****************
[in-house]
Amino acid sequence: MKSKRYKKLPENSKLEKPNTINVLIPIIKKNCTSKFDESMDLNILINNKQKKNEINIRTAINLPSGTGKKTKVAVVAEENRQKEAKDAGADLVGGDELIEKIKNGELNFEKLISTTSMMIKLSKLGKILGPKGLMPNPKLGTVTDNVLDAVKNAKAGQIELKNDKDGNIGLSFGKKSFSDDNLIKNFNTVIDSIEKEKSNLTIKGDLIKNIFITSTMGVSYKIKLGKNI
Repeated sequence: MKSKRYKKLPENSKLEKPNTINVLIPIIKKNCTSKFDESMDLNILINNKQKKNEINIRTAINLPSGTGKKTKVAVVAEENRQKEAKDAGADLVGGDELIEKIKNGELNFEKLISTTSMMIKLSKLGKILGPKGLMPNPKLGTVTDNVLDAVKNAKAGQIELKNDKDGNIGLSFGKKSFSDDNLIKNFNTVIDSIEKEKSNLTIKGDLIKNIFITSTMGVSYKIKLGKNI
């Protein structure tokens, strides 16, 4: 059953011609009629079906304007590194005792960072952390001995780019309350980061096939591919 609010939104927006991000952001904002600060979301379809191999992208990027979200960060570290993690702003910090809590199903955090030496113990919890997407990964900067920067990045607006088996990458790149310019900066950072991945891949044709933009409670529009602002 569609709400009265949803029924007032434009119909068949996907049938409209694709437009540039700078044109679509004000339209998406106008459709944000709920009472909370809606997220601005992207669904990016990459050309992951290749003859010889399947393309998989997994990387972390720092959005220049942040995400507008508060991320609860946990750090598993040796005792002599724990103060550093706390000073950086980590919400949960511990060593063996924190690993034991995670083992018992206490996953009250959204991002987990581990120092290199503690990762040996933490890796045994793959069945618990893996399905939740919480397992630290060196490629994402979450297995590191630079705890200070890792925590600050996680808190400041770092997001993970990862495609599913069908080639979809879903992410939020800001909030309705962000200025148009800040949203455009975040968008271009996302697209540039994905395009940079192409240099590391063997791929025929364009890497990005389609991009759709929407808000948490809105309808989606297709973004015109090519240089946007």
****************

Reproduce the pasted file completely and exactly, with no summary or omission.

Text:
[in-house]
Amino acid sequence: MKSKRYKKLPENSKLEKPNTINVLIPIIKKNCTSKFDESMDLNILINNKQKKNEINIRTAINLPSGTGKKTKVAVVAEENRQKEAKDAGADLVGGDELIEKIKNGELNFEKLISTTSMMIKLSKLGKILGPKGLMPNPKLGTVTDNVLDAVKNAKAGQIELKNDKDGNIGLSFGKKSFSDDNLIKNFNTVIDSIEKEKSNLTIKGDLIKNIFITSTMGVSYKIKLGKNI
Repeated sequence: MKSKRYKKLPENSKLEKPNTINVLIPIIKKNCTSKFDESMDLNILINNKQKKNEINIRTAINLPSGTGKKTKVAVVAEENRQKEAKDAGADLVGGDELIEKIKNGELNFEKLISTTSMMIKLSKLGKILGPKGLMPNPKLGTVTDNVLDAVKNAKAGQIELKNDKDGNIGLSFGKKSFSDDNLIKNFNTVIDSIEKEKSNLTIKGDLIKNIFITSTMGVSYKIKLGKNI
């Protein structure tokens, strides 16, 4: 059953011609009629079906304007590194005792960072952390001995780019309350980061096939591919 609010939104927006991000952001904002600060979301379809191999992208990027979200960060570290993690702003910090809590199903955090030496113990919890997407990964900067920067990045607006088996990458790149310019900066950072991945891949044709933009409670529009602002 569609709400009265949803029924007032434009119909068949996907049938409209694709437009540039700078044109679509004000339209998406106008459709944000709920009472909370809606997220601005992207669904990016990459050309992951290749003859010889399947393309998989997994990387972390720092959005220049942040995400507008508060991320609860946990750090598993040796005792002599724990103060550093706390000073950086980590919400949960511990060593063996924190690993034991995670083992018992206490996953009250959204991002987990581990120092290199503690990762040996933490890796045994793959069945618990893996399905939740919480397992630290060196490629994402979450297995590191630079705890200070890792925590600050996680808190400041770092997001993970990862495609599913069908080639979809879903992410939020800001909030309705962000200025148009800040949203455009975040968008271009996302697209540039994905395009940079192409240099590391063997791929025929364009890497990005389609991009759709929407808000948490809105309808989606297709973004015109090519240089946007």